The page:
India 'needs paradigm shift' on science and technology
[CHENNAI] India needs a paradigm shift in its approach to science and higher education, and must think outside of the box to foster innovation, the country's top science policymakers have said.
The Indian prime minister, Manmohan Singh, urged Indian scientists to "think big, think out of the box, think ahead of the times" during his opening address at the 98th Indian Science Congress in Chennai this week. Singh said that as the Congress moves towards its 100th year, in 2013, the Indian government plans to designate 2012–13 as the year of science in India.
Thirumalachari Ramasami, secretary of India's department of science and technology, said that India needs "a change in paradigm" to bring science closer to its people, and Indian science minister Kapil Sibal said the same was true for higher education.
"We need a new paradigm of higher education that is developmental and individually centred, environmentally sound and all-inclusive," Sibal said.
Sibal highlighted recent efforts to foster greater innovation: including announcements in 2009 of some 14 national innovation universities, and last year's establishment of a national innovation council to prepare a roadmap for India's decade of innovation (2010–2020).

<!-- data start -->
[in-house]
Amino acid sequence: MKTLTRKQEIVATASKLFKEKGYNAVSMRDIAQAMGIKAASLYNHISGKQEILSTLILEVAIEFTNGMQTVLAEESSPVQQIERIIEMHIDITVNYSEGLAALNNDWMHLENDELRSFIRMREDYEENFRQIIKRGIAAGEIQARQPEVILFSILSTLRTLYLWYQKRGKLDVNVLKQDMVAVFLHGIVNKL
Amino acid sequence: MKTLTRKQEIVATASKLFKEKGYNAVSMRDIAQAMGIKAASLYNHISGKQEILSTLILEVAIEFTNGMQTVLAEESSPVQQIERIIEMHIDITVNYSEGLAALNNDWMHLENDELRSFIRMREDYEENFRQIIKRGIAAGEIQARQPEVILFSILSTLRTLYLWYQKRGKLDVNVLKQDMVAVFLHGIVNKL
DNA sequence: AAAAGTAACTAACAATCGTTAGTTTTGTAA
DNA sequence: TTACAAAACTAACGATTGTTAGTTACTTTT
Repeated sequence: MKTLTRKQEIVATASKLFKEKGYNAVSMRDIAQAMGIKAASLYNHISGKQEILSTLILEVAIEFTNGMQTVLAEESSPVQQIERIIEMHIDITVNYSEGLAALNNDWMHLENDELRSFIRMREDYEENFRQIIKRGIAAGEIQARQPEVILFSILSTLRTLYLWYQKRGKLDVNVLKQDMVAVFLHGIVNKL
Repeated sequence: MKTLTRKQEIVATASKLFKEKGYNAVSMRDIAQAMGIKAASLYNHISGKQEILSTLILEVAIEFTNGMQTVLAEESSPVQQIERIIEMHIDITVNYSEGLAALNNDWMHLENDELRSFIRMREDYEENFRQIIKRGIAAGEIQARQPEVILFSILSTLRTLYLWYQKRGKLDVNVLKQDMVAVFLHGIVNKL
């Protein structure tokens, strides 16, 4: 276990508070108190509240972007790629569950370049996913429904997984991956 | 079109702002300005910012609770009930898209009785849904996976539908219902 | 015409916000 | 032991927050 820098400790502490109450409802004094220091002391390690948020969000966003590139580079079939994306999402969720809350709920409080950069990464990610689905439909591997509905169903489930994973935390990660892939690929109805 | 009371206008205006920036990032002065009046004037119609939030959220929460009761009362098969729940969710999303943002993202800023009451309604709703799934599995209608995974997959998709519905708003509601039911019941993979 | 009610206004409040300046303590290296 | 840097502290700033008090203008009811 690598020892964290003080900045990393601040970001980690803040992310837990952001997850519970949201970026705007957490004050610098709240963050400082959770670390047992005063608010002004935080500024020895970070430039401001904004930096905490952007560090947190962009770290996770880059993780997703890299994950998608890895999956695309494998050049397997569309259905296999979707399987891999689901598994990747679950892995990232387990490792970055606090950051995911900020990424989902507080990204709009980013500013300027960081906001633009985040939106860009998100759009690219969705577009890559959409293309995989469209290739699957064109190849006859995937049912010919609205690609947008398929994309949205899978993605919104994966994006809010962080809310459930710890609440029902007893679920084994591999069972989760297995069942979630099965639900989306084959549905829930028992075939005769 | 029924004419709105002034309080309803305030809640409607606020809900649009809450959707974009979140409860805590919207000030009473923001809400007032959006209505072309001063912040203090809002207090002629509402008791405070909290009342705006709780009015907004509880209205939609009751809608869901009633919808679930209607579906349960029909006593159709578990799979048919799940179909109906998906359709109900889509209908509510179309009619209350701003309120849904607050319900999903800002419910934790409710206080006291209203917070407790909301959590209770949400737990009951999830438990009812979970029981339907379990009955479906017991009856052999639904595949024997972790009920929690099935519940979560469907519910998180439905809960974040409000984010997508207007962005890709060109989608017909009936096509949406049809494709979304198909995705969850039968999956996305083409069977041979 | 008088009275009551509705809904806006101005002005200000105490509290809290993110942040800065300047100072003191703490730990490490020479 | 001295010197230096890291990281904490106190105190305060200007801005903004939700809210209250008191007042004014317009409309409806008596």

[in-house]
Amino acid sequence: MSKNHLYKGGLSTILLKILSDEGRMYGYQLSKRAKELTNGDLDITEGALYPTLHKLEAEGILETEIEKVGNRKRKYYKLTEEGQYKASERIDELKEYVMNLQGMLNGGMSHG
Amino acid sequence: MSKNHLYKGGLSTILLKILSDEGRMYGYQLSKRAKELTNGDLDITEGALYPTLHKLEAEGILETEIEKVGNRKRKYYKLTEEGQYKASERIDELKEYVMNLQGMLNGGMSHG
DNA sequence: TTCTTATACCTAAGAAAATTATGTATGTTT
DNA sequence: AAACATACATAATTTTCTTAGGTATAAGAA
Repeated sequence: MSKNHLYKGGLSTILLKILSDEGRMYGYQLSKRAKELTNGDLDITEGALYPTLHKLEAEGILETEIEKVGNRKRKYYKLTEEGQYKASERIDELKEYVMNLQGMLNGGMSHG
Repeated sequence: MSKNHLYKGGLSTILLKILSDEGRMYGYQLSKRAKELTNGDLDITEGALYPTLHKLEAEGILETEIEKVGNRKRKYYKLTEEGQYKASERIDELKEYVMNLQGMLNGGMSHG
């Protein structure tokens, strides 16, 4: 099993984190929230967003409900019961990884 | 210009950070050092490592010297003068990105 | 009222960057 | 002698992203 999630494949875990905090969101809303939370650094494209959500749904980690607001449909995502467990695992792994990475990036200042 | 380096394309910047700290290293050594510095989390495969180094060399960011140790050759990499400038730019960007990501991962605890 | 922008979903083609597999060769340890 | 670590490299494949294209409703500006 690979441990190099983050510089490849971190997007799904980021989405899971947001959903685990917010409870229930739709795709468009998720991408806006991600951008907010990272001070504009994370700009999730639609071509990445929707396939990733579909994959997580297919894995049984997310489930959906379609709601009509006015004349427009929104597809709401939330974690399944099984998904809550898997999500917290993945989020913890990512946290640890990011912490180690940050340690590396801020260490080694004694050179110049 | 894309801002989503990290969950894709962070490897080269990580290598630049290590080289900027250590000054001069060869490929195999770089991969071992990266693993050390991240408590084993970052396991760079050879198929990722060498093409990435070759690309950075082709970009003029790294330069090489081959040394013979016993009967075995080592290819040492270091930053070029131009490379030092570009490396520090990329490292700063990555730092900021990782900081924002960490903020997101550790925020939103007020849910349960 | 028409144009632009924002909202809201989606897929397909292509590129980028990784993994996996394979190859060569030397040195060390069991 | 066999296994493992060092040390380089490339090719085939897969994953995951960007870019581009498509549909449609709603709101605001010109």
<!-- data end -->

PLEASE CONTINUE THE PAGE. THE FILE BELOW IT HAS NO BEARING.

"The approach and methodology for creating an inclusive and sustainable innovation ecosystem has to be essentially our own — that is, Indian," he said.
"Most of the publicly funded universities will, therefore, need to engineer vital changes in the manner in which they work; in the knowledge they generate; [and] in the type of education and research they deliver — including the manner in which they contribute to the local, regional and global communities and economies."
Sibal also outlined a 10-point innovation strategy. This includes enabling long-term interactions between the academia and the industry, a better integration of corporations with higher education and research institutions, and a significant increase in publicly funded research. It also includes providing more support for young researchers and upgrading technologies in small and medium enterprises.
Krishnaswamy Kasturirangan, a member of India's Planning Commission — which sets the country's five-year plans — and former chairman of the Indian Space Research Organisation, said: "We need to change some of the [science and education] policies".
Arun Maira, another member of the commission, told SciDev.Net, that the commission itself needs to climb down from "the ivory tower" and "connect with the people" to mentor future national policies and plans.
"The commission must transform itself into a systemic reforms commission," he said.